The latest show from the superb Hubbard Street Dance Chicago had something for all of the senses.
By Merli V. Guerra
Last weekend, the Celebrity Series of Boston presented Hubbard Street Dance Chicago for the fifth time since it first brought the company to Boston in 1985. The evening showcased four works by three noteworthy choreographers, opening with Penny Saunders (who is also a performer with the company), followed by William Forsythe, and ending with two pieces by Crystal Pite. Together, the works successfully spanned an expansive range of emotional, visual, and kinetic content; by the show’s end, viewers were left feeling sensorially satiated.
Saunders’ Out of Keeping presented a colorfully spectral effect, heightened through the intertwined pairings of dancers. Throughout the work, the performers’ costuming — in muted hues of teal, blue, purple, red, and gray — suggested the rainbow effect of a prism. This image became even more apparent when both the set and lighting design were maximized: moments of frontal and side lighting cast large gray shadows across the space’s two white walls; it was as if the dancers onstage were the scattered beams of light emanating from a sun-struck pendant hanging in a window.
Saunders’ choreography is wonderfully complex, a perfect match for a company of this high technical caliber. Accompanied by bittersweet strings and a driving piano, the dancers seemed to skate effortlessly across the floor, a cohesive group breaking into a series of duets that played off one another’s negative space. Perhaps one of the most moving moments of the work was its quietest. After feverishly gathering back into their lit path, the resplendent dancers were gradually released offstage until only a man and woman in gray remained. The ensuing duet was shadowless, the dancers set against the chilly blue of night. The performers resembled wafting cobwebs as they spiraled and hovered in pace with one another. An introspective work that explored the theme of interconnection, Out of Keeping was a strong opening.
The two pieces that followed, while shorter, were masterfully crafted and executed. Forsythe’s N.N.N.N. quickly proved to be the evening’s delightfully quirky comedy, its humor based in a playful exploration of tactile connections. The four dancers appeared to be baffled by their own free-swinging limbs — tucking a hand under an arm to keep it in place, or swinging a leg into someone else’s side in order to generate movement. Wonderfully intricate, N.N.N.N.’s inelegant look at human interaction evoked chuckles from audience members as the group picked up speed, creating ever more elaborate entanglements of limbs. Set to the rhythmic slapping of foot to ground and unified breaths, this piece was perfectly staged on a worklight-lit set whose intimacy enhanced the viewer’s pleasure.
Pite gave us the final two works of the evening, and although the second was elaborate in its scenic construction and conception, the first was arguably the more successful work of the pair. Short and to the point, A Picture of You Falling used its brevity to masterfully expose a fleeting moment of insecurity. As the piece began, the audience heard the voice of a woman: “Look,” she said bluntly in a British accent, “This is you.” A suited man appeared in an oppressive shaft of light. “This is a picture of you falling.” As the work progressed, the man impressively twisted and staggered while trying to pry himself off of the floor. The deconstructive turmoil was seemingly self-inflicted — it was as if he was an old-fashioned toy, the kind whose joints collapsed and then reassembled with the push of a button. This character’s struggle was real; it was am image of fragility that we could all share.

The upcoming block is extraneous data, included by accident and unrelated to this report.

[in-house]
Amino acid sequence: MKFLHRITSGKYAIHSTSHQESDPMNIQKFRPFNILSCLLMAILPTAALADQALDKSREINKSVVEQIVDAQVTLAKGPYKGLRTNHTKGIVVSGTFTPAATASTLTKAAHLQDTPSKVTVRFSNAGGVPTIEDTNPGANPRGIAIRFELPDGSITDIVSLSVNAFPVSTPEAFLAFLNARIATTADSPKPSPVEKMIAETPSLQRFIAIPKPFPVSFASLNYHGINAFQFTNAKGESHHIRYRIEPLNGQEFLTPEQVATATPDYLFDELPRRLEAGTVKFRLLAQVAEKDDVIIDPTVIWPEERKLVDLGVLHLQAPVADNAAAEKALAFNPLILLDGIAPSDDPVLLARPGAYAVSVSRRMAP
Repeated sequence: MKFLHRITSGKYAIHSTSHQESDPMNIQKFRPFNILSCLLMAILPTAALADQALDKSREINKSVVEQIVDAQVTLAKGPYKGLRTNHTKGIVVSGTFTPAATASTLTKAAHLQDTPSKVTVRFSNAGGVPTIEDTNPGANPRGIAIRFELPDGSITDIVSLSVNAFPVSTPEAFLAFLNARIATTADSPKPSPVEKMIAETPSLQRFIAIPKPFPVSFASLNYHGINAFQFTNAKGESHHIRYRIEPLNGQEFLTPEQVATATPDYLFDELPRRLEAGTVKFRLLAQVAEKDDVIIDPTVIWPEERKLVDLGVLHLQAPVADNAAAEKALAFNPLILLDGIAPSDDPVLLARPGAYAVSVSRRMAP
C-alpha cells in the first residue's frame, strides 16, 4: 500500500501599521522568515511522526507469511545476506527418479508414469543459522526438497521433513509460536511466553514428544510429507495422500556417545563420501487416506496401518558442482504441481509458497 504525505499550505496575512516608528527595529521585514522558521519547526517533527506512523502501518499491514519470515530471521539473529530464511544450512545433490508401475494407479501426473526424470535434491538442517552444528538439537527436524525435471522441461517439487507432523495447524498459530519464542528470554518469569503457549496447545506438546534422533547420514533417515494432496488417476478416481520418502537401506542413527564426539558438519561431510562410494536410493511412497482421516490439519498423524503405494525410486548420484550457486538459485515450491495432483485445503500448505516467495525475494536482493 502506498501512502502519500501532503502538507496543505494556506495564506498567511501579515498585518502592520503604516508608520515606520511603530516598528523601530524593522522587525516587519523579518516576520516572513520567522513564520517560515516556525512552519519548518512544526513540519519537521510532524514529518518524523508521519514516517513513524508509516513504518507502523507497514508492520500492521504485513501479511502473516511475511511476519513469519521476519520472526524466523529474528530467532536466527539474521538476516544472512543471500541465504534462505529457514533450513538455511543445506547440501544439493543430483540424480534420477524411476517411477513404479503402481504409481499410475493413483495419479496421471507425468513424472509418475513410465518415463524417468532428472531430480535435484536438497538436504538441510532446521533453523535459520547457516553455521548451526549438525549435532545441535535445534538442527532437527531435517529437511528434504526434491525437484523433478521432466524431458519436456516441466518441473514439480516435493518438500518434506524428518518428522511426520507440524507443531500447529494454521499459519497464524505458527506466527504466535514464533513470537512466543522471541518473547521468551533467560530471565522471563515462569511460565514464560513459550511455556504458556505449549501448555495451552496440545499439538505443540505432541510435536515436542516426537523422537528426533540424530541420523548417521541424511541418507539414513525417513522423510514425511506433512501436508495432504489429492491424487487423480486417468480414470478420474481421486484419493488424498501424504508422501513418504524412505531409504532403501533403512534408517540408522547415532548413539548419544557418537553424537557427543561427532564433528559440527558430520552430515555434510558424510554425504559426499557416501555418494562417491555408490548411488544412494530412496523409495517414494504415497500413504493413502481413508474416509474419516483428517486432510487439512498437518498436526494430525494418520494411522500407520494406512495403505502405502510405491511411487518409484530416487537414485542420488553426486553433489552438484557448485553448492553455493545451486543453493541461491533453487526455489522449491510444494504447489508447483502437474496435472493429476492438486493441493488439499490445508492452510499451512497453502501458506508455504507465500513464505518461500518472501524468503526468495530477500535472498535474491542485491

The final work of the evening, while beautifully executed, posed difficulties. Solo Echo utilized falling flakes projected across the back of the stage. When lit, the image sparkled like snowflakes against a winter night’s sky. The effect was striking; it began as only a shifting horizontal band of light, then eventually it broadened to illuminate the entire back wall. The downside to this powerful visual effect was that it was a distraction. For the first part of the piece, the dancers (wearing dull dark gray costumes) were so dimly lit that one’s eyes could not help but wander up to the constant stream of falling flakes. It was not until a momentary pause in the backdrop cascade that our eyes could easily rest on what the performers were doing, and by then it felt a little too late to be noticing the choreography. Still, after that Solo Echo achieved a better balance between set and movement. The choreography sent the dancers gliding across the space, pausing for a moment in which one blessed the others down the line before once again the performers broke into spirited dashes, slides, and collapses, forcibly throwing themselves to the ground. The slow orchestral music that accompanied the work did not hinder the performers’ speed, nor did its calming melody hold them back from mouthing silent screams into the night. Overall, the piece was filled with tension and physicality but, unfortunately, the majesty of its snow-like backdrop ended up making too mesmerizing an impression.
Merli V. Guerra is a professional dancer with a background in ballet, modern, and classical Indian dance in the Odissi style, and an award-winning interdisciplinary artist with talents in choreography, filmmaking, writing, and graphic design. She is co-founder and artistic director of Luminarium Dance Company, art director of Art New England magazine in Boston, and selects The Arts Fuse’s weekly coming attractions for dance.